Smart Watches and wristbands: who is watching the watches?

Over the last few weeks a number of stories have appeared about new “wearable” technology that has the means to track you and your children.  NBC News has a comparison of several “Smart Watches” that are either on the market or could soon be.  Think Dick Tracy.  Some have phones built in, while others can send and receive email.  These things don’t replace smartphones or other PDAs in general because their screen size is so small.  They’re likely not to have much of an Internet browser for that reason, and they may only support a few simultaneous applications on board.

Still, smart watches may find their own nitch.  For instance, a smart watch can carry an RFID that that could be used to control access to garage doors, or perhaps even your front door.  A smart watch might be ideal for certain types medical monitoring, because of its size.  In all likelihood these devices would have limited storage, and would take advantage of various cloud services.  It’s this point that concerns me.

Any time data about you is stored somewhere, you have to know what others are using it for, and what damage can be done if that data falls into the wrong hands.  And so, now let’s consider some of the examples we discussed above in that light:

  1. Voice communications: as one large vendor recently discovered, anything that can be used as a phone can be used as a bug, to listen into conversations.  Having access to a large aggregations of smart watches through the cloud would provide an entire market for attackers, especially if the information is linked to specific individuals.
  2. Medical monitoring: similarly, if you are using a smart watch or any other device for medical monitoring, consider who else might want to act on that information.  Insurance companies and employers immediately leap to mind, but then perhaps so do pharmaceutical companies who might want to market their wares directly to you.
  3. RFID and location-based services.  There have already been instances of people being tracked electronically and murdered.  Children wearing this or a similar device could be kidnapped if the cloud-based services associated with the device is broken into.

This is what concerns me about Disney’s MagicBand.  Disney makes a strong case that having such a band can actually improve service.  But should their information systems be broken into by a hacker, how much might a deranged estranged parent pay that criminal to find out where the child is?

It is the linkage of various attributes that must be considered.  Add location to a name and all of a sudden, a hacked cloud-based service can really do someone damage.  We give away a lot of this information already with many smartphone applications and other devices we carry.  Before we give away more, perhaps we should stop and think about our privacy in broader terms and what is necessary to protect it.  In Europe, the Data Privacy Directive covers a lot of this ground.  But America and other countries are far behind that level of protection.  Further, every new service on a smart device is going to want to monetize every last bit of data they can get.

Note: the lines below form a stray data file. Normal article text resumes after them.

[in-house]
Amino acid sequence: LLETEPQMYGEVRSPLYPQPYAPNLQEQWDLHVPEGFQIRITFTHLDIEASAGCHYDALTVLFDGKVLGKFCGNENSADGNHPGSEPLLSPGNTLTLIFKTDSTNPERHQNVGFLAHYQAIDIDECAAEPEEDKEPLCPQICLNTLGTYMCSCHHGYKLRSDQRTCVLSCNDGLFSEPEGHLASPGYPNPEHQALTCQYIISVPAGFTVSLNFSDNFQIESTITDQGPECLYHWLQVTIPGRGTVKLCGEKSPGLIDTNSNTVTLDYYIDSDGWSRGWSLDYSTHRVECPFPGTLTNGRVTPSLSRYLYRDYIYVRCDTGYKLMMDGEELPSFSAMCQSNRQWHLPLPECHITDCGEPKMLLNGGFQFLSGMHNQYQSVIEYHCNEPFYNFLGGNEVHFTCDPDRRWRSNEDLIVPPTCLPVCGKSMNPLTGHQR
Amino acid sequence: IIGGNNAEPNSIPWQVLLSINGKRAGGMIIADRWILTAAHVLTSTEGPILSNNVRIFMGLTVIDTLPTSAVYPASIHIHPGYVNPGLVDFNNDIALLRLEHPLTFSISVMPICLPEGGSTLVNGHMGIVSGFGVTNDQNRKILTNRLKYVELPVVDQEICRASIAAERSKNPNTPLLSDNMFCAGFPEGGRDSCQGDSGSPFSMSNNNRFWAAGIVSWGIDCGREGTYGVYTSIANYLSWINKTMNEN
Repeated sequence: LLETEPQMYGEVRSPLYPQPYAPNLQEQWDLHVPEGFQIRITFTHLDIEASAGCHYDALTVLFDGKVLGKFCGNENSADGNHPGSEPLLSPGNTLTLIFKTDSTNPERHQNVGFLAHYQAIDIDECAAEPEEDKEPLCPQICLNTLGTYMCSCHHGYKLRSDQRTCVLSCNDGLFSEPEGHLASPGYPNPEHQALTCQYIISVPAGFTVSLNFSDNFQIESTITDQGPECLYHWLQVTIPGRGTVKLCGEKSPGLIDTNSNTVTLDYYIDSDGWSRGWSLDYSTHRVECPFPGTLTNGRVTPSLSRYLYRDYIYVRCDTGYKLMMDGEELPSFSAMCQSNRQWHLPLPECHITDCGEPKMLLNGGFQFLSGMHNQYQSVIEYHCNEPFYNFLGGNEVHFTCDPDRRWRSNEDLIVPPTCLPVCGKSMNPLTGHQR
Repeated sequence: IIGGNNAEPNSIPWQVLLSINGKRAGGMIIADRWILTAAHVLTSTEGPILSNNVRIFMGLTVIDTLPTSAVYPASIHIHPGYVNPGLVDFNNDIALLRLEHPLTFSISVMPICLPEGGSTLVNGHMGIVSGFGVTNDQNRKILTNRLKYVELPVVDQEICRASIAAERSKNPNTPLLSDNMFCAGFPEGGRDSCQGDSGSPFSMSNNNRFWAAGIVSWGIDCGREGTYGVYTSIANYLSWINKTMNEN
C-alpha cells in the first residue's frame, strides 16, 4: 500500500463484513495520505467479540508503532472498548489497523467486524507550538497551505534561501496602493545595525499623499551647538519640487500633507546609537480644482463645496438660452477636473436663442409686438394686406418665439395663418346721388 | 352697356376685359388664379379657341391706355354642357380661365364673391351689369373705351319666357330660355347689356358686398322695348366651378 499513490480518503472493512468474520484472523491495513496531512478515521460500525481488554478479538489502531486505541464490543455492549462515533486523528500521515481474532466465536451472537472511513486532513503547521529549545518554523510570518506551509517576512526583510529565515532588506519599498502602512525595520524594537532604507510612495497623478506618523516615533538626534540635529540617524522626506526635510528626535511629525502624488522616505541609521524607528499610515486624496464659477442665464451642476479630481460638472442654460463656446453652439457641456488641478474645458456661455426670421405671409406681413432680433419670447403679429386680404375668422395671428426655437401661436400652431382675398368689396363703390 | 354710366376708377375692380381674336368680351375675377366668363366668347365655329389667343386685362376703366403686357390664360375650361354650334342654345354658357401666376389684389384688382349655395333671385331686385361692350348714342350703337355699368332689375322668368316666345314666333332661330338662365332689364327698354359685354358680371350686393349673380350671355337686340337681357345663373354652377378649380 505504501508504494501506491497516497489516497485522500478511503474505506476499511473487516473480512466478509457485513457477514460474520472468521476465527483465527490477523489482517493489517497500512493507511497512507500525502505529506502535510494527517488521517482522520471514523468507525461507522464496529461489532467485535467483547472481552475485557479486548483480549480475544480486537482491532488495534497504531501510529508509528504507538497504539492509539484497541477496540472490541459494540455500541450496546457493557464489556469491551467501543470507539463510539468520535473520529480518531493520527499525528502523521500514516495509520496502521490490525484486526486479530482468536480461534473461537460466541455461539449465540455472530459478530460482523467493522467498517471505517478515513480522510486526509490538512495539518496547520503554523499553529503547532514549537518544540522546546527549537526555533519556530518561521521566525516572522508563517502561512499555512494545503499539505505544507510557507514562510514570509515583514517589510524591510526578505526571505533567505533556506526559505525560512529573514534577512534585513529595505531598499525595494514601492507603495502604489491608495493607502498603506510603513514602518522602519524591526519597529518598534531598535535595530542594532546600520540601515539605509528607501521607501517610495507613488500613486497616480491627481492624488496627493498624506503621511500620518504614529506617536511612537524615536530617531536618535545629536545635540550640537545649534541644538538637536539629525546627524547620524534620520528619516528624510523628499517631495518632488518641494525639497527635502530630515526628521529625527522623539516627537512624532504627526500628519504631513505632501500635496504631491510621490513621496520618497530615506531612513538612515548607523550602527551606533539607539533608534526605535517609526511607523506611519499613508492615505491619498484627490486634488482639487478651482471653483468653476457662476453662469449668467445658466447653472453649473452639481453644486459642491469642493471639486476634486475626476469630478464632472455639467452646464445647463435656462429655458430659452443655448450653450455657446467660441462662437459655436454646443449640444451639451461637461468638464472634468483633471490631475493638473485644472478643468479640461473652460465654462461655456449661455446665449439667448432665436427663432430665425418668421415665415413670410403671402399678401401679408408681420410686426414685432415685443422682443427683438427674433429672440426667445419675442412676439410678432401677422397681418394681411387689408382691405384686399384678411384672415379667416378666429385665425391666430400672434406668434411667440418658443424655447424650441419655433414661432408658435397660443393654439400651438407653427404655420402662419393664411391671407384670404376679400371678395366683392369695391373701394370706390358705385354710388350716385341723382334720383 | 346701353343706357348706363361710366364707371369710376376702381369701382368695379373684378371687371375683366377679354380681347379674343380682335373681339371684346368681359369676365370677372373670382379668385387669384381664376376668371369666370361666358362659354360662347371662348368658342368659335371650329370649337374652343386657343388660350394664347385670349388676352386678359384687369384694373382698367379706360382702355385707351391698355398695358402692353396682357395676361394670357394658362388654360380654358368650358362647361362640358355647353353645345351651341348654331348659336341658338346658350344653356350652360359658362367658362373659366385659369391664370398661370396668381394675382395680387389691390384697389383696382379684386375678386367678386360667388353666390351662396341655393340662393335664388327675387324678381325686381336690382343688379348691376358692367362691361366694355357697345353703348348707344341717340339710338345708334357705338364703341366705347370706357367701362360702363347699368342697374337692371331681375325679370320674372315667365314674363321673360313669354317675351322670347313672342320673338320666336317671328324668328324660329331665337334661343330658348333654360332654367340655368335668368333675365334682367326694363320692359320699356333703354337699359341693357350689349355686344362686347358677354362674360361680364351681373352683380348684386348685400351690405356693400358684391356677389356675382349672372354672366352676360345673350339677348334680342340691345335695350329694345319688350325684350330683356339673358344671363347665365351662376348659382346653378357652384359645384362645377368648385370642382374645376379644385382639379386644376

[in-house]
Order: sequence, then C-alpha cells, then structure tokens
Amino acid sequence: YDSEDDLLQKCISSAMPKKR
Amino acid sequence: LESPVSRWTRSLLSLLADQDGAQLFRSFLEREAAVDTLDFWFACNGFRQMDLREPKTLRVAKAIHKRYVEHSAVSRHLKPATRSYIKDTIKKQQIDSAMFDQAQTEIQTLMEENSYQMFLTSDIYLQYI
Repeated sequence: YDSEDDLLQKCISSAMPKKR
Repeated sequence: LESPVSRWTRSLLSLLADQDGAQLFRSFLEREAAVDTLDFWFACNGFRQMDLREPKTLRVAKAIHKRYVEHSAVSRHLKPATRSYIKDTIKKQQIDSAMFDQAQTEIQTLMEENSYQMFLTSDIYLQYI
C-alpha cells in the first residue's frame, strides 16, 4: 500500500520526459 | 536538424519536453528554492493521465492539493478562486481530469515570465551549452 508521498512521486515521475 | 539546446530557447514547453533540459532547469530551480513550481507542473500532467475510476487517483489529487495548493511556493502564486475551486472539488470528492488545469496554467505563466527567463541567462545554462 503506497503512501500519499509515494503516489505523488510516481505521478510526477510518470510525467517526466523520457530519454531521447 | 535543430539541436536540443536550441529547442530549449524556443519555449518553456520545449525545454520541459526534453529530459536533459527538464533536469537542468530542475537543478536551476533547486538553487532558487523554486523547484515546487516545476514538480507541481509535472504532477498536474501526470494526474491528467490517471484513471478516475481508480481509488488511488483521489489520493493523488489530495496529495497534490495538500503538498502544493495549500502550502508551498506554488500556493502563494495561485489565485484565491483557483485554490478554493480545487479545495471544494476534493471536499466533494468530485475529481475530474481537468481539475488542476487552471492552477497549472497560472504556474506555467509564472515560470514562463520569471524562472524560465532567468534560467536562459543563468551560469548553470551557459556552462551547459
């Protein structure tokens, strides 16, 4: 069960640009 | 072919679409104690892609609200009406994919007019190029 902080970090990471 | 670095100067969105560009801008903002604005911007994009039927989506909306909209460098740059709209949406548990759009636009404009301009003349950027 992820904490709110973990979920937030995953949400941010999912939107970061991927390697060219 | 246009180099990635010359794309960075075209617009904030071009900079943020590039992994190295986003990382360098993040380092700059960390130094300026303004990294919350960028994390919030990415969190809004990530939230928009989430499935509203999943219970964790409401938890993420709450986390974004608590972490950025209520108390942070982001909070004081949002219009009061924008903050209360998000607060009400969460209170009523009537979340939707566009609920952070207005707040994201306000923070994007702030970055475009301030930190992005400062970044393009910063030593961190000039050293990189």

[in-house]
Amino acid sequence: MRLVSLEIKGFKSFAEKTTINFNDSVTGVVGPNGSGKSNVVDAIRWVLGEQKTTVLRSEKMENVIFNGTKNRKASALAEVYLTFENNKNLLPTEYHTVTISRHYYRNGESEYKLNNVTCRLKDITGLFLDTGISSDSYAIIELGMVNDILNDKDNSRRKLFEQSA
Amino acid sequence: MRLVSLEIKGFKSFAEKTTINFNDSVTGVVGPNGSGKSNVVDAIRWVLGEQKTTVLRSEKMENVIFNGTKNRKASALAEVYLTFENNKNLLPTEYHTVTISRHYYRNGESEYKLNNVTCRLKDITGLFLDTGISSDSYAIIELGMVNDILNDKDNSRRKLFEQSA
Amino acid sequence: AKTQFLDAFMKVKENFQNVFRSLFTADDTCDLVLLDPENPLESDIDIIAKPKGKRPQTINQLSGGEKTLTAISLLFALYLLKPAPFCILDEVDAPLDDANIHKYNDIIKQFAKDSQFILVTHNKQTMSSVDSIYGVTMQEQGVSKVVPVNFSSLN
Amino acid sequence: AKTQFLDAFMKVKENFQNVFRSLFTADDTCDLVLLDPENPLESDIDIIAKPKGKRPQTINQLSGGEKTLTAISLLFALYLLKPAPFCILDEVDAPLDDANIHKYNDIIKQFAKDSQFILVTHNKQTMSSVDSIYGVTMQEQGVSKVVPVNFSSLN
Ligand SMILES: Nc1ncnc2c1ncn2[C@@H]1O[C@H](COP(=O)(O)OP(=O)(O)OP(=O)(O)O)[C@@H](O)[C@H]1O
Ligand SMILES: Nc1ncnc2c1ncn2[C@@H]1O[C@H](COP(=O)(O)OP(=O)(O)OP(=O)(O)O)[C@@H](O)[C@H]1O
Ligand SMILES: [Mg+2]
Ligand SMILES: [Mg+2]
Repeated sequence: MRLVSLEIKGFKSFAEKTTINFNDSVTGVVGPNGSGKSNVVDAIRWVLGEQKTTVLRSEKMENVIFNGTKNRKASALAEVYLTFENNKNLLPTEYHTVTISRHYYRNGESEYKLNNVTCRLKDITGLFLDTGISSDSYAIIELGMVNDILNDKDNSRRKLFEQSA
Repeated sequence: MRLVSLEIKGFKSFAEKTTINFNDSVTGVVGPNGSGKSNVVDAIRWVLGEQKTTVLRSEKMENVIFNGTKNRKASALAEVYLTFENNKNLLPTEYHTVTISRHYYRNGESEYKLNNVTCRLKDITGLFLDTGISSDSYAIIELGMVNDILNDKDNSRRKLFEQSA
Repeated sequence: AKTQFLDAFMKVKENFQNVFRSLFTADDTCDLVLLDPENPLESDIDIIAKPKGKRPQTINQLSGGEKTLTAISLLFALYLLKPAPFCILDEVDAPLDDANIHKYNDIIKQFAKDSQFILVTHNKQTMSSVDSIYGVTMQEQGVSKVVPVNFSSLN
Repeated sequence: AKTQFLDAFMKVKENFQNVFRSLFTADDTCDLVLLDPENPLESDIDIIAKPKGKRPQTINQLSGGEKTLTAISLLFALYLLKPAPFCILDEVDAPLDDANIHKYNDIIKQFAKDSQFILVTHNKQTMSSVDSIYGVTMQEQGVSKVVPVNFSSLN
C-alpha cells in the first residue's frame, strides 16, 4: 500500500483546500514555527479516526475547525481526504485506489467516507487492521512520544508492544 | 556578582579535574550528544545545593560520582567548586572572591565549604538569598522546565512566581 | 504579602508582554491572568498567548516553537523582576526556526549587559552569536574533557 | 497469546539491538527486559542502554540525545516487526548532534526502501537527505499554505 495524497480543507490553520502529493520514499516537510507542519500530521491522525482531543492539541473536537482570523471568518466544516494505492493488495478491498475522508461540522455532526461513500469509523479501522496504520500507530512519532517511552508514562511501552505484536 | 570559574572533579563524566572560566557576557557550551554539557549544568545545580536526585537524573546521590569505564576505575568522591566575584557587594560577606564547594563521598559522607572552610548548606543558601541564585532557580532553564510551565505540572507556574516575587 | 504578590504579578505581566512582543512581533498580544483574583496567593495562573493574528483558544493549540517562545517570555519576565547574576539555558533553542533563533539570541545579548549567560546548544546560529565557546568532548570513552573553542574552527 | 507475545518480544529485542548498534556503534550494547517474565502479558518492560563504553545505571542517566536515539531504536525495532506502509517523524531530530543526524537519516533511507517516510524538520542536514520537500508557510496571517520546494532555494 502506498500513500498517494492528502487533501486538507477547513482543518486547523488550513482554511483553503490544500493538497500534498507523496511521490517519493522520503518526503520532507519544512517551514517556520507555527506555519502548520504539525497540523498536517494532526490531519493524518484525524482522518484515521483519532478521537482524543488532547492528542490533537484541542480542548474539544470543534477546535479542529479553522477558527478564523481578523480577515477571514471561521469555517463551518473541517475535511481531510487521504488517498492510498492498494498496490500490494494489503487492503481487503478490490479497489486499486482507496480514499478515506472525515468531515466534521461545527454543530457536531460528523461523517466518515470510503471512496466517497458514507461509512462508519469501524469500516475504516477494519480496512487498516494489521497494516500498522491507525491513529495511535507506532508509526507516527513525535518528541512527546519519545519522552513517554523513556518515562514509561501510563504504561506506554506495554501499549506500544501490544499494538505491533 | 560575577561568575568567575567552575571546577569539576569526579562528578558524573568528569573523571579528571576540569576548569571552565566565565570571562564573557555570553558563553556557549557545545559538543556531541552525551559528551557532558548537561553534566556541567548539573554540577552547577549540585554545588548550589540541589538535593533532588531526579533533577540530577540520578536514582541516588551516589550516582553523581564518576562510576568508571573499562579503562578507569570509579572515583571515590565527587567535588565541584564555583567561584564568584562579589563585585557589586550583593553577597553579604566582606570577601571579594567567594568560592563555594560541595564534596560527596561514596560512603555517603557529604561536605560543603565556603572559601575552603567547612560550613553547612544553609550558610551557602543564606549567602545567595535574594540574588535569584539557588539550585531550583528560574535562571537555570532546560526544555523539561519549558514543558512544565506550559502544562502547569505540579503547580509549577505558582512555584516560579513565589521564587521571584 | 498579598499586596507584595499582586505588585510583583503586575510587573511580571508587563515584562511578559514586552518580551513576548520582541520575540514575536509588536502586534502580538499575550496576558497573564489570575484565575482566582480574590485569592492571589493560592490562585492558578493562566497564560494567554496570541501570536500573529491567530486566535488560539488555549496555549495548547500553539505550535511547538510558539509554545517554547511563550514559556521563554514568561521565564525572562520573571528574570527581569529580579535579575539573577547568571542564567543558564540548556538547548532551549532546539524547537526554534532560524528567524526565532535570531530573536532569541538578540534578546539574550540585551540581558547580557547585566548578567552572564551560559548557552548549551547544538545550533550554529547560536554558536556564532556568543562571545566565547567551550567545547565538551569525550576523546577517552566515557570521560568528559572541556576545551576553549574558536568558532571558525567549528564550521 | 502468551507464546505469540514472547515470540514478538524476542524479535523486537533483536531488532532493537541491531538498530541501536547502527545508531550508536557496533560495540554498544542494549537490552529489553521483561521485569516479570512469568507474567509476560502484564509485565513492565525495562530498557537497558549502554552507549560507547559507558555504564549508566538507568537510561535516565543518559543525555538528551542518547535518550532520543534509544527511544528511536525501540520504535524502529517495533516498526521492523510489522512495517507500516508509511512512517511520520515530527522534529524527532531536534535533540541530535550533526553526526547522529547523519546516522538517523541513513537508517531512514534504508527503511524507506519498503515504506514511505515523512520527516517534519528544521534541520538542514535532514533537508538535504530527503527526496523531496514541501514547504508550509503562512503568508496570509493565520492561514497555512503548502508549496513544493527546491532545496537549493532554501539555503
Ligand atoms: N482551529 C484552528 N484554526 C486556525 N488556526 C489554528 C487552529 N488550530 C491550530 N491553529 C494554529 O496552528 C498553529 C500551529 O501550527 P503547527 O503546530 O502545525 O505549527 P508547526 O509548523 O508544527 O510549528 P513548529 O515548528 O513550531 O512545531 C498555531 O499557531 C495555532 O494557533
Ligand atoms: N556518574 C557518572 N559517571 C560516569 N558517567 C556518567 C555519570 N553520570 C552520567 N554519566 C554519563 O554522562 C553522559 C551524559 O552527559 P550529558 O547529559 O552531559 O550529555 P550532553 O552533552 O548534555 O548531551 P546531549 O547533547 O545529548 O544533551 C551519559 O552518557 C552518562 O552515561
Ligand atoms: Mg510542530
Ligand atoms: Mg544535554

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Should the ITU Handle Cybersecurity or Cybercrime?

Cybercrime and cybersecurity are two very important topics that are largely being lost in the noise around the American elections, the Arab Spring, or the European banking crisis.  Nevertheless, there is an attempt by the ITU and some governments to take a more active role in this space.

Roughly defined, cybercrime is a crime that occurs or is facilitated by computers.  Cybersecurity is the actions taken to protect against cybercrime.  This includes protection of devices so that they don’t get broken into, and remediation.

Cybercrime itself is a complex issue.  It relates to many things, including fraud, data theft, privacy theft, and just about any criminal endeavor that happened before the term “cyber” ever came to be.  There’s a great paper by a laundry list of Who’s Who in the economics of cybersecurity that proposes methods of estimating actual losses, breaking down crime into various categories.  Statistics in this space are remarkably fluid- that is, there are poor standards for data collection.

As it turns out, there is a treaty on cybercrime, conveniently called The Convention on Cybercrime, developed in the Council of Europe.  Nearly all of Europe, as well as the U.S. and a number of other countries have ratified this treaty, and there other signatories.  Research from the University of Singapore has already shown that either accession to the treaty or even becoming congruent with it will reduce a country’s cybercrime rate.  While the causalities are not clearly explained in that paper, one part is obvious: the first part of the treaty is what amounts to a best practices document for governments, on how they should develop legislation.

The treaty itself is fairly involved and took many years to get as many signatures as it did.  It has to deal with diverse societies who have differing constitutional views on freedom of speech and expression, as well as on due process.

The Secretary General of the ITU and his staff, as well as a few governments, have been under the impression that the ITU could do a better job than what was done by the Council of Europe.  There is little chance of this happening, and in all likelihood, they would make matters worse, if for no other reason (and there are other reasons) that anyone who already signed the Convention would have to reconcile differences between that and whatever would be created by the ITU.

There are other reasons the ITU cannot do better, not least of which is that they lack the technical expertise to actively engage in cybersecurity.  Part of the problem is that most Internet standards are not ITU standards, but come from elsewhere.  While the ITU has any number of standards involving fiber optics management, and good codec support, the computer you’re reading this blog on uses mostly the work of others.  Another reason is that the state of the art in both cybercrime and cybersecurity is rapidly moving, beyond the ITU’s capability to adapt.  Here’s just one example: contrary to what people had thought, the battle ground for cybercrime has not really moved to mobile devices.  As we’ve previously discussed, this has a lot to do with the update mechanisms and business models in play, but the most notable one being that applications on the iPhone in particular are both reviewed by Apple and signed.  The only iPhone you hear about being vulnerable is the one that has been cracked by the owner, and that doesn’t account for a whole lot.

One WCIT proposal that refers to spam as a threat demonstrates how far off some governments are on the subject.  Spam itself has never really been much of a threat, but more of an annoyance.  80-90% of it is never delivered to the end user, and most Evil Doers have moved on to more sophisticated approaches, such as spear phishing.  Worse, the ITU-T’s study group 17 had to take years simply to come up with a definition of spam, when it really was a problem.